State lawmakers across the country are missing important opportunities to pass and implement proven legislative solutions to prevent and fight cancer, according to a report released today by the American Cancer Society Cancer Action Network (ACS CAN). How Do You Measure Up?: A Progress Report on State Legislative Activity to Reduce Cancer Incidence and Mortality grades states on the strength of evidence-based policies that help to prevent cancer, which kills roughly 1,670 people a day nationwide, forces patients to pay nearly $4 billion in out-of-pocket expenses every year and in 2015 cost the country more than $80 billion in direct medical expenditures.
House Passed Health Bill Risks Pricing Cancer Patients, Survivors Out of Insurance Market
Pre-Existing Condition Protections Could be Meaningless as Insurers in Some States Would be Permitted to Charge Sick People More for Less Comprehensive Coverage
Today the House of Representatives passed a health care bill that could leave cancer patients, survivors and those at risk for the disease unable to access or keep quality health insurance. The bill would create a coverage patchwork whereby patients with pre-existing conditions could be charged more for their coverage while simultaneously weakening the rules for what health services will be covered.
A statement from Chris Hansen, president of the American Cancer Society Cancer Action Network (ACS CAN) follows:
“The bill passed by the U.S. House today risks placing millions of Americans into a system in which they could be unable to afford their health coverage.
“Allowing patients to be charged more for coverage based on their health status risks making pre-existing condition protections virtually meaningless. A return to medical underwriting, combined with seriously weakened standards for what constitutes good coverage through the erosion of Essential Health Benefits, sets up a situation whereby payers can cherry-pick their customers and leave patients with serious conditions like cancer with few if any affordable insurance options.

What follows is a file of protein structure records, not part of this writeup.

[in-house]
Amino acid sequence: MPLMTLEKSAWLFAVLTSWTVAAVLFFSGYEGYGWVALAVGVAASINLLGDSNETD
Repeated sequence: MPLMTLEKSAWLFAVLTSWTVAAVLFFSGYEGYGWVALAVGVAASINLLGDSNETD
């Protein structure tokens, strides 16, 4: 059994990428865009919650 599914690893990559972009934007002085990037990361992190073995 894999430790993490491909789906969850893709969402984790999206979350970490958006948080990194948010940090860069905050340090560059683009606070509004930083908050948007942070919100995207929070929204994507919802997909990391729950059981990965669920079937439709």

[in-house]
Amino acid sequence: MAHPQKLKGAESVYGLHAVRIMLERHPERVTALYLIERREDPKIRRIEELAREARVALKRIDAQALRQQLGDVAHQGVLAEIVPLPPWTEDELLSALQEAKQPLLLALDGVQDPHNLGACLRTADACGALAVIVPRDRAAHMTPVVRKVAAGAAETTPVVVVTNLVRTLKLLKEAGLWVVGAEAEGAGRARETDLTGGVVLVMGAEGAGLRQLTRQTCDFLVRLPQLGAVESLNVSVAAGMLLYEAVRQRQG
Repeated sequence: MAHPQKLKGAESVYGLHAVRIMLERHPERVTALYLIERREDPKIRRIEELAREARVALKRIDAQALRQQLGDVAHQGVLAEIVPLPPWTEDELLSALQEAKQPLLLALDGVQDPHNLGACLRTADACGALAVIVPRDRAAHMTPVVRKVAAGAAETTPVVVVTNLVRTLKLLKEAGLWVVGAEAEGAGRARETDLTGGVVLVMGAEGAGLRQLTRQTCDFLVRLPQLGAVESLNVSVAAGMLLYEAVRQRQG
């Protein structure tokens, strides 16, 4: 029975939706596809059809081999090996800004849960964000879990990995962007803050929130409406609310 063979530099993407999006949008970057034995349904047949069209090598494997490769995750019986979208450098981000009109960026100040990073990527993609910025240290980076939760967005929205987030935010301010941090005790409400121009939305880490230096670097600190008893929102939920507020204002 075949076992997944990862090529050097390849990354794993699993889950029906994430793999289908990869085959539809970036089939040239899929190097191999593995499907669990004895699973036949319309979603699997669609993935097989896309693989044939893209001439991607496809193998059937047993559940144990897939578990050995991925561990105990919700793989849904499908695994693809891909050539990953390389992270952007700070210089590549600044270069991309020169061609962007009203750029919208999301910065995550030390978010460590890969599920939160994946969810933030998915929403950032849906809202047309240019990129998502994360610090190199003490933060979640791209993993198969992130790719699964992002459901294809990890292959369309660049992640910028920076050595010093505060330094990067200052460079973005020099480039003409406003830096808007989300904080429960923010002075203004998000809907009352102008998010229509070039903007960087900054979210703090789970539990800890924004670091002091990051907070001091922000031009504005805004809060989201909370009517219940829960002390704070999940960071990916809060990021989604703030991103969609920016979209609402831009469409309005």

“High-risk pools have not historically been an adequate safety-net. These programs have been unsustainable and underfunded. High-risk pool enrollees were often charged unaffordable premiums—usually 150-200% higher than the average standard rate—and faced potentially long waiting periods and strict coverage limitations; circumstances that are unacceptable for cancer patients and survivors who need immediate treatment and consistent follow-up care.
“Additionally, it is unclear how weakening the essential health benefits standards will affect cancer patients’ access to new therapies and key patient protections like the cap on out-of-pocket costs and the prohibition of lifetime and annual limits, both of which are applied only to essential health benefits. This bill could seriously weaken these key protections, jeopardize access to new therapies and leave cancer patients—both in the individual and employer-based market—vulnerable to higher out-of-pocket costs.
“There is no denying that current law needs improvement, however focusing on lower premiums for healthy people at the expense of the millions of Americans with pre-existing health conditions, including more than 16 million cancer survivors, is wrong.
“We call on the Senate to reject this legislation and stand ready to work with all lawmakers to develop policies that improve the law and encourage a strong health insurance market that provides affordable and comprehensive coverage options for those with serious diseases like cancer.”